New York Post
Staff Reporter
November 5, 2004

A corrupt FBI agent in cahoots with inside traders revealed a steady stream of sensitive information — including one corporate executive's alleged ties to the Russian mob and an undercover agent's presence at another firm, according to court testimony yesterday.

The companies' negative information was posted on the Web site of San Diego financial analyst and self-styled stock guru Amr "Anthony" Elgindy, who profited when their stock went down, a former Elgindy associate testified in federal court in Brooklyn.

Derrick Cleveland testified that he rewarded the FBI agent, Jeffrey Royer, with a pickup truck and half the proceeds from trades based on the government information.

Cleveland is cooperating with prosecutors against Elgindy and Royer in their trial on racketeering and fraud charges.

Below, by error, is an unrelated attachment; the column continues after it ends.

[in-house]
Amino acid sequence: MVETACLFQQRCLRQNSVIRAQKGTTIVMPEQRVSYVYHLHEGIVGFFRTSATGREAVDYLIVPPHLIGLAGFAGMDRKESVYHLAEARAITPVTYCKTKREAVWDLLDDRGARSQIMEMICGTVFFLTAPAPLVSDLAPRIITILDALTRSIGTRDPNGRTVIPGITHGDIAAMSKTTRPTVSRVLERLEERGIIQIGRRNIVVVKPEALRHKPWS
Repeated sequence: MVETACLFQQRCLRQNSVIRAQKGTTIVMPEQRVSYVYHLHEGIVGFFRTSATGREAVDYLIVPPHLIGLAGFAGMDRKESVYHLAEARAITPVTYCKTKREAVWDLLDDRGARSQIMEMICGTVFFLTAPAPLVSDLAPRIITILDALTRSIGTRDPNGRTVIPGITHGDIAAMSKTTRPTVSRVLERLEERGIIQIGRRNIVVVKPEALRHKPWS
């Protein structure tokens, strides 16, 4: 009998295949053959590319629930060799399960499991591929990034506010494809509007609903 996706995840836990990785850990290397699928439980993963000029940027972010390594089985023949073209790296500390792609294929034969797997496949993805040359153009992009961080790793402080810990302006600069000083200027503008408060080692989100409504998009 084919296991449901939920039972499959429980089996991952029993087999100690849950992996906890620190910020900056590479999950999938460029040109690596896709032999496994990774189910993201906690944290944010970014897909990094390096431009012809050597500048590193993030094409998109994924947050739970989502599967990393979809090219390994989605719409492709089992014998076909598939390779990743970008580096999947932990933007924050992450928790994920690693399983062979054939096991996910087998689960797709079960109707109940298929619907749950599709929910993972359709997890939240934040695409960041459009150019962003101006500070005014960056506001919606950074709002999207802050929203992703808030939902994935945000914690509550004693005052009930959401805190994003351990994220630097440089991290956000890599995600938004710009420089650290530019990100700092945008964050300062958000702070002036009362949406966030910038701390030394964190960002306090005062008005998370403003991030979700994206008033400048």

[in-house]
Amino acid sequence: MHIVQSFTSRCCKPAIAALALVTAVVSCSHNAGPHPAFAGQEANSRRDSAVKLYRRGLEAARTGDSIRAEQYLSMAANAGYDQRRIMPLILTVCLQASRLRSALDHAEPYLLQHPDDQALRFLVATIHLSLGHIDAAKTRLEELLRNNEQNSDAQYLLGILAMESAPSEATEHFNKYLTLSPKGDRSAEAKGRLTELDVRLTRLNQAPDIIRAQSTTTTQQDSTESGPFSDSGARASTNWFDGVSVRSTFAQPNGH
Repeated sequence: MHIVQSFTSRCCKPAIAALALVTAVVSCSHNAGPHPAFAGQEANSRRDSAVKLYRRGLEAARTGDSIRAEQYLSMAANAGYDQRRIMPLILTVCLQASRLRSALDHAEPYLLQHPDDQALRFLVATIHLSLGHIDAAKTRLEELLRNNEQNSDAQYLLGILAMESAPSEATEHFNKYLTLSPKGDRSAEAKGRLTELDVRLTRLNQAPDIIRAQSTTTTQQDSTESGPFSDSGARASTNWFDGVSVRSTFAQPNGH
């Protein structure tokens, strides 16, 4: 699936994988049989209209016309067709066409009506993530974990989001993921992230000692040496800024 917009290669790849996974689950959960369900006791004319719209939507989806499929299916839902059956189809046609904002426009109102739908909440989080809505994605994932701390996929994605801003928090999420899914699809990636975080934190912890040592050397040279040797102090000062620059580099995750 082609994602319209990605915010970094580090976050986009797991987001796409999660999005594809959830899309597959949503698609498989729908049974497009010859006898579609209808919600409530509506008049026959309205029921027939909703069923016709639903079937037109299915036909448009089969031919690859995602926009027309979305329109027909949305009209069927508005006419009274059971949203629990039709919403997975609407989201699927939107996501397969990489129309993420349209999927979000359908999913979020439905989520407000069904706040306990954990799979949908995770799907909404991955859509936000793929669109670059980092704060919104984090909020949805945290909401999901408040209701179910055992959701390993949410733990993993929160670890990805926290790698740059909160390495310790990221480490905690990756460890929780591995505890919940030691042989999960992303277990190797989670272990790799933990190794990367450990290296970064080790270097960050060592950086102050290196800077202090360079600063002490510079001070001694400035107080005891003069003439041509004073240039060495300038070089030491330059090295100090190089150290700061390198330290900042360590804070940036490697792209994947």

Lawyers for Elgindy deny the charges, saying their client had a solid reputation for protecting investors by working with regulators to expose fraud by small publicly traded companies.

Royer's attorney told the jury that he was an ambitious agent who recruited Cleveland and Elgindy as confidential informants and shared information with them with no corrupt intent.

Royer did a terrible job of concealing his tracks, Cleveland testified. He sent Cleveland a photocopy of the pickup truck title from the fax machine at the FBI's Gallup, N.M., office. The fax arrived bearing an FBI stamp and was introduced into evidence.

Royer also partied in Las Vegas with Elgindy and associates and chatted about his job as a federal agent in a chat room run by Elgindy for traders who paid him a monthly fee, Cleveland said.

Prosecutors showed the jury photographs of Elgindy and fellow traders cavorting in Vegas with Royer's FBI business cards stuck to their foreheads.


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